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If you’re like me, you dread taking your cat in for dental work. It’s expensive, it often involves anesthesia, and our cats dislike it—but healthy teeth and gums are essential to overall feline well-being. Fortunately, there are a few things that can help prevent the experience altogether: You can introduce your cat to daily tooth brushing, for one; there are also some delicious cat dental treats designed to reduce harmful tartar and promote your kitty’s oral health. You’ll still need to take the cat for periodic exams and cleanings, but you may be able to delay or avert more involved procedures.
Who Knew Cats’ Teeth Needed Cleaning?
If you didn’t know cats’ teeth need attention, it might be because feline dentistry has come a long way in the past 20 years. Scraping tartar off the teeth of a struggling kitty wrapped in a towel has been replaced by high-tech cleaning. The American Veterinary Dental College describes the process: Your cat is anesthetized so the vet can perform a complete exam, looking for broken teeth and roots, periodontal disease, dead teeth, abscesses, or infected teeth. Your vet will then clean gums and teeth to remove plaque and tartar.
Most kitties can get by with just the occasional cleaning, but if you have a cat that has been a stray, or otherwise had a difficult life, your vet may have to address serious problems such as gum lesions and tooth decay.
Even a well-cared-for cat is likely to get a buildup of plaque that leads to dental problems. In the Tufts’ University newsletter, “Catnip,” Dr. William Rosenblad explains that 60 percent of domestic cats will experience tooth decay and 80 percent will suffer from gum disease. While decaying teeth need to be removed, gum disease is treatable with cleaning (by the vet) and tooth brushing (by the cat parent).
While we’re often told that cats benefit from a diet of wet food, Rosenblad explains that their teeth benefit from gnawing on hard, dry foods. “Cats have to chew it, and the mere act of chewing results in increased saliva release. The saliva rinses the mouth, and also promotes certain bacterial activity that is beneficial.”
Adding dry food to your cat’s diet can promote dental health, and so can special dental treats.
Choosing a Cat Dental Treat
Cat dental treats work on the principle that large, crunchy pieces of kibble will clean your cat’s teeth of plaque and tartar as they chew. Note that these special dental treats are harder than most kibble that’s intended for regular feeding. They’re a bit of a workout for your cat! But if they’re tasty, most cats will devour them.
You’ll find that most of the dental treats we reviewed are clearly labeled as being for adult cats. The larger size and hardness of the kibble make them a bad choice for tiny cats or kittens.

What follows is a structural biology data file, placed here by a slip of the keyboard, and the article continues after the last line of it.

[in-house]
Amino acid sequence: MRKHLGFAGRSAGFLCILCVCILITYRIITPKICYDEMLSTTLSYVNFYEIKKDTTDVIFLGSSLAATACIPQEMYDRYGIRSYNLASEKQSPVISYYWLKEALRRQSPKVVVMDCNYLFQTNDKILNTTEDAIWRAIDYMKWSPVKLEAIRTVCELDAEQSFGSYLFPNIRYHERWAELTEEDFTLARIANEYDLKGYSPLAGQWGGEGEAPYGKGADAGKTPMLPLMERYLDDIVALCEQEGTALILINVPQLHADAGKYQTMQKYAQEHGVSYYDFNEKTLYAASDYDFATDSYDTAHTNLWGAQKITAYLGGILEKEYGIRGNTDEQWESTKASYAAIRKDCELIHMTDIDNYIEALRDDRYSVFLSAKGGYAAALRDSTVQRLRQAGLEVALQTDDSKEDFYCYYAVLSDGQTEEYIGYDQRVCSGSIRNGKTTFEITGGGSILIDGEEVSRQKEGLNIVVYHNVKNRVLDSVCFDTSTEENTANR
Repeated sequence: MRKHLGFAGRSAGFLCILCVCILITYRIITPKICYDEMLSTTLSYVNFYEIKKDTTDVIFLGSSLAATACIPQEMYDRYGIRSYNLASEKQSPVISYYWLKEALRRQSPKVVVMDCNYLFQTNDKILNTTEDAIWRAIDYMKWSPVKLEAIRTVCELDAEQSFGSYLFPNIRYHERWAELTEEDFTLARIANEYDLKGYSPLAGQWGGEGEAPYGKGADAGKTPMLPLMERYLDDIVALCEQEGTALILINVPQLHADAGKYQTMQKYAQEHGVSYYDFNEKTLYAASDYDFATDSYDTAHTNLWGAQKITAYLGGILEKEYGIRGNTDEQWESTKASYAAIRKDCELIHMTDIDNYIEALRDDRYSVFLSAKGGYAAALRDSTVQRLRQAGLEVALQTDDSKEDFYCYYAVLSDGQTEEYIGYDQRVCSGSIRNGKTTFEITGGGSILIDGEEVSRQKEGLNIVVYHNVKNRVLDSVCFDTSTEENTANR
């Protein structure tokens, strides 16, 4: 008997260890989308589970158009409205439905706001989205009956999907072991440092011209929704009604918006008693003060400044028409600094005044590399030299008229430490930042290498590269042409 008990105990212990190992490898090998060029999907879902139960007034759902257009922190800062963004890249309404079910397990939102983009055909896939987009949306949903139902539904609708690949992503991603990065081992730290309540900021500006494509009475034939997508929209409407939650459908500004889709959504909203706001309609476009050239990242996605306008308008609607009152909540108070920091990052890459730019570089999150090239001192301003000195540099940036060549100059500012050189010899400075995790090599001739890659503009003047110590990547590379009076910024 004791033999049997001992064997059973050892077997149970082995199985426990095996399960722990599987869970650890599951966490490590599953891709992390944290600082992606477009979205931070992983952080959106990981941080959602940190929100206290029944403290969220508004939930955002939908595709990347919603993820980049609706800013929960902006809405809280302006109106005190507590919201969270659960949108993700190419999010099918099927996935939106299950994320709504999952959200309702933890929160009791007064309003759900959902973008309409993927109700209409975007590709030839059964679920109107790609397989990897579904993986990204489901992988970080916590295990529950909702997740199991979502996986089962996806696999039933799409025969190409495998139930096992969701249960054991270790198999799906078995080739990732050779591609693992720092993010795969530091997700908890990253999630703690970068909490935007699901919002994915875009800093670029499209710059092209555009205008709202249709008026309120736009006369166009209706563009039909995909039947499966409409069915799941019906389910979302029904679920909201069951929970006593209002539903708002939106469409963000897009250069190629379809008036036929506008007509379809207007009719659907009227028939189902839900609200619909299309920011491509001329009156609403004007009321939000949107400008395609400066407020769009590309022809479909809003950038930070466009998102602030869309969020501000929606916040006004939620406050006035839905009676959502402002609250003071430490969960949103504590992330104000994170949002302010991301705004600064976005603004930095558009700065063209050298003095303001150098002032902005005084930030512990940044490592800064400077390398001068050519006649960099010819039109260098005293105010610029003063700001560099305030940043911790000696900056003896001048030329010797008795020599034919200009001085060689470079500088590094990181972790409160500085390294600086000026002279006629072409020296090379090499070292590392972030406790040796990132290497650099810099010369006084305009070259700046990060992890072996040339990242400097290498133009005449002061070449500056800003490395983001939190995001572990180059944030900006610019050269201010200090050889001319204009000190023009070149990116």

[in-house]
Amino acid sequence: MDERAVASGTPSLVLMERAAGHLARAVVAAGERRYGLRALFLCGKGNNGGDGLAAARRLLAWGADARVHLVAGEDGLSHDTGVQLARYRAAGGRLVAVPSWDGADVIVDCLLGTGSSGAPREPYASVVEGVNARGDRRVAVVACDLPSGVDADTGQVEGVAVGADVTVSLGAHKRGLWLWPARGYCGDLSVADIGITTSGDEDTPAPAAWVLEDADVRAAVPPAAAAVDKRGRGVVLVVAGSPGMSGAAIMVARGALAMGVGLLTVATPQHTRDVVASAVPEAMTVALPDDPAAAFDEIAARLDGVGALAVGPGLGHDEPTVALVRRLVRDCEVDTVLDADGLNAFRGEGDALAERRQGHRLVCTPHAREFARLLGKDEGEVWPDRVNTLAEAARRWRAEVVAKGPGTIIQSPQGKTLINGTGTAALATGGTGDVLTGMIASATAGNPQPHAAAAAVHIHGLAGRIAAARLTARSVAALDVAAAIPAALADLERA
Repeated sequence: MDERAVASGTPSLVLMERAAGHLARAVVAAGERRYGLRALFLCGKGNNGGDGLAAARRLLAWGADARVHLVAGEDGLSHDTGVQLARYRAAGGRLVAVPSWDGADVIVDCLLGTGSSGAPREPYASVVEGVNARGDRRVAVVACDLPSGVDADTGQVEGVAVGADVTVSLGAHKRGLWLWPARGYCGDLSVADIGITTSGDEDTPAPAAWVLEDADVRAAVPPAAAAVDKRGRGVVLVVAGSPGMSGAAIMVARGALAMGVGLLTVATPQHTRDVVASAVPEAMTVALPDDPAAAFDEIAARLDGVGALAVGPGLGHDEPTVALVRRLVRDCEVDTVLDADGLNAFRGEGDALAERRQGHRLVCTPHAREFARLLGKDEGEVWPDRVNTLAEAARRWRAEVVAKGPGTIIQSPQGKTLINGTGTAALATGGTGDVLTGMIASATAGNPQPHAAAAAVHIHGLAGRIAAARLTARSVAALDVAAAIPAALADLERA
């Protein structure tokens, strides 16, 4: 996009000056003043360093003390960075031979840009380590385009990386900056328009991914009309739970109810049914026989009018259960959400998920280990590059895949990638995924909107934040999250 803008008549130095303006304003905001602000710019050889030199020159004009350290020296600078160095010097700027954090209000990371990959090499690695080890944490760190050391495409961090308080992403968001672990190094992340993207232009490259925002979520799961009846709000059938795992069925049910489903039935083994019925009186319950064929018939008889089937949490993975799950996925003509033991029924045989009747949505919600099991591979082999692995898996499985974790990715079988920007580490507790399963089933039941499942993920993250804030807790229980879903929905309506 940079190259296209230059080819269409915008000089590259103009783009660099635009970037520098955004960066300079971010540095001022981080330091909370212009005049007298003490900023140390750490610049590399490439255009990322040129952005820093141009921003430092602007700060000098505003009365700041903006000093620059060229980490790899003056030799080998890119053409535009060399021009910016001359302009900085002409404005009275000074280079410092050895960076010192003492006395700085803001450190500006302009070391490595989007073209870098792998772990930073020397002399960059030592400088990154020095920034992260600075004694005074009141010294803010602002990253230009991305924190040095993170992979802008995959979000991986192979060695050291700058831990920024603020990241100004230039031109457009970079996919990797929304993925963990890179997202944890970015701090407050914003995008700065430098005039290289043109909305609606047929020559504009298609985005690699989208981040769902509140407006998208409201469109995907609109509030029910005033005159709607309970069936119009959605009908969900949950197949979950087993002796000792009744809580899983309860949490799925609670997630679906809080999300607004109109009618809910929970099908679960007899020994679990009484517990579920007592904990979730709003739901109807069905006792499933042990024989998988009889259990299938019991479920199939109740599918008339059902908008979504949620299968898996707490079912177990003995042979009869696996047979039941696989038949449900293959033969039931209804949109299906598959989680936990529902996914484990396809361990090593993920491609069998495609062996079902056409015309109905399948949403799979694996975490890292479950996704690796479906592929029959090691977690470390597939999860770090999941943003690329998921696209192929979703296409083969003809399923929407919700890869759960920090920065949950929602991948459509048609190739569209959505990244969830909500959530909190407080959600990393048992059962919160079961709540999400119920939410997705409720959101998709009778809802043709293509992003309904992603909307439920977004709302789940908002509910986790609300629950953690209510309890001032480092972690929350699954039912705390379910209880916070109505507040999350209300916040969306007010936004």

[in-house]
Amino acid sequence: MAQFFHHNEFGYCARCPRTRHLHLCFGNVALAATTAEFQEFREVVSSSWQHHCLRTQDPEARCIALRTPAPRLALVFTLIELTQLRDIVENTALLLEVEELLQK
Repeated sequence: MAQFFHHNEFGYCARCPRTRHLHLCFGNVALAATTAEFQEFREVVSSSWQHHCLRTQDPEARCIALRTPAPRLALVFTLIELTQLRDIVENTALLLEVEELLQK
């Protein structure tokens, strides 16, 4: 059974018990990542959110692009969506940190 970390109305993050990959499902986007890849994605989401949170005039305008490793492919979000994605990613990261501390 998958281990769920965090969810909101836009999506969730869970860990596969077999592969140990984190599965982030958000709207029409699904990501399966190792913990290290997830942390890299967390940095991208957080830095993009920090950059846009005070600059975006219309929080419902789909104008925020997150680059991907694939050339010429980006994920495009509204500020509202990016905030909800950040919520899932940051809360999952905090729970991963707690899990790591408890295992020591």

The Best Cat Dental Treats
It may be possible to tempt your cat to healthier teeth with a little catnip! These catnip-flavored dental treats are formulated to help clean teeth, remove plaque, reduce tartar buildup, and combat the dread “tuna breath.” They contain meat, grains, vitamins, and minerals, and each treat is less than two calories.
These treats, available in chicken and salmon flavors, have a hard, porous texture that scrubs the cat’s teeth as they chew. Keep in mind, these treats are for adult cats over 5 pounds, and should not constitute more than 10% of your cat’s daily calories. Check them out in a 1.9-ounce bag or treat all of your kitties with a 19-ounce canister.
If you want grain-free treats for your cat, consider these chicken (or tuna and “turducky”) flavored treats. They’re made in the U.S. with U.S.-sourced ingredients.
Hartz dental treats are recommended for use as part of a regular dental grooming routine. These treats have a crunching exterior that scrubs away plaque and tartar and a toothpaste-like “DentaShield” center to make your cat’s teeth shine. Reviews are enthusiastic, even from folks who say their cat ignored other dental treats.
A 10-pound kitty can enjoy up to 15 of these flavorful cat treats with a hard texture that helps scrub plaque and tartar from their teeth. It comes in tuna or chicken varieties.
These treats entice your kitty to better health with a delicious salmon flavor. The hard texture reduces plaque and tartar as your cat chews, while peppermint freshens your cat’s breath. They also come in chicken flavor.
If your cat struggles with weight management, here’s a treat that won’t pack on the pounds. At only two calories per treat, Purina ProPlan Bites clean teeth without causing weight gain. This treat needs authorization from your vet and is approved by the Veterinary Oral Health Council.
Your cat can enjoy these low-fat dental treats without the guilt. IntelliDent helps remove plaque and tartar while supporting healthy gums. You won’t find artificial flavors here—just crunchy, breath-freshening bites.
Featured image via Fabienne Hübener/Unsplash